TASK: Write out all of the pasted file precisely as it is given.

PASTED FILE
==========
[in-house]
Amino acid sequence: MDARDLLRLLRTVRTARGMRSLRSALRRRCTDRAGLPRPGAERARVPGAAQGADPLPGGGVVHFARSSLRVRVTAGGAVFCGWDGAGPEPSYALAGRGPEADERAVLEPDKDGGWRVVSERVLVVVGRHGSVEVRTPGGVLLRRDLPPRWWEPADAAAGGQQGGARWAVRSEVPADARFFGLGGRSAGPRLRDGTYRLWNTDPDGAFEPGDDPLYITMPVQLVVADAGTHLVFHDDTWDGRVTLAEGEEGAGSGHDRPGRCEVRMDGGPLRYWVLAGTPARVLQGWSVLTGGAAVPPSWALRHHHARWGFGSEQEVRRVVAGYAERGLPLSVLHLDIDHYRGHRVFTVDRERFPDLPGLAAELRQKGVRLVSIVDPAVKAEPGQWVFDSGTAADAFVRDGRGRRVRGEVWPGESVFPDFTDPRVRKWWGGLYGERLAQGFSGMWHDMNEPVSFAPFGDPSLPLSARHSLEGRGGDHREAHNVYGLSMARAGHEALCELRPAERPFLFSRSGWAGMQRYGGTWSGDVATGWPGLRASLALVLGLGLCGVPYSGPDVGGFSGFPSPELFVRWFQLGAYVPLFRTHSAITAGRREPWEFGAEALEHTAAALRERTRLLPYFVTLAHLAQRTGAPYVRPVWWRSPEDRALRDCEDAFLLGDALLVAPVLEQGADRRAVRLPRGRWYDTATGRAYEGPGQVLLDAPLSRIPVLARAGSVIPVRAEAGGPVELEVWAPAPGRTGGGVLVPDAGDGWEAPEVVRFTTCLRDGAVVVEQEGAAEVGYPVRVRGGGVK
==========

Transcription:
[in-house]
Amino acid sequence: MDARDLLRLLRTVRTARGMRSLRSALRRRCTDRAGLPRPGAERARVPGAAQGADPLPGGGVVHFARSSLRVRVTAGGAVFCGWDGAGPEPSYALAGRGPEADERAVLEPDKDGGWRVVSERVLVVVGRHGSVEVRTPGGVLLRRDLPPRWWEPADAAAGGQQGGARWAVRSEVPADARFFGLGGRSAGPRLRDGTYRLWNTDPDGAFEPGDDPLYITMPVQLVVADAGTHLVFHDDTWDGRVTLAEGEEGAGSGHDRPGRCEVRMDGGPLRYWVLAGTPARVLQGWSVLTGGAAVPPSWALRHHHARWGFGSEQEVRRVVAGYAERGLPLSVLHLDIDHYRGHRVFTVDRERFPDLPGLAAELRQKGVRLVSIVDPAVKAEPGQWVFDSGTAADAFVRDGRGRRVRGEVWPGESVFPDFTDPRVRKWWGGLYGERLAQGFSGMWHDMNEPVSFAPFGDPSLPLSARHSLEGRGGDHREAHNVYGLSMARAGHEALCELRPAERPFLFSRSGWAGMQRYGGTWSGDVATGWPGLRASLALVLGLGLCGVPYSGPDVGGFSGFPSPELFVRWFQLGAYVPLFRTHSAITAGRREPWEFGAEALEHTAAALRERTRLLPYFVTLAHLAQRTGAPYVRPVWWRSPEDRALRDCEDAFLLGDALLVAPVLEQGADRRAVRLPRGRWYDTATGRAYEGPGQVLLDAPLSRIPVLARAGSVIPVRAEAGGPVELEVWAPAPGRTGGGVLVPDAGDGWEAPEVVRFTTCLRDGAVVVEQEGAAEVGYPVRVRGGGVK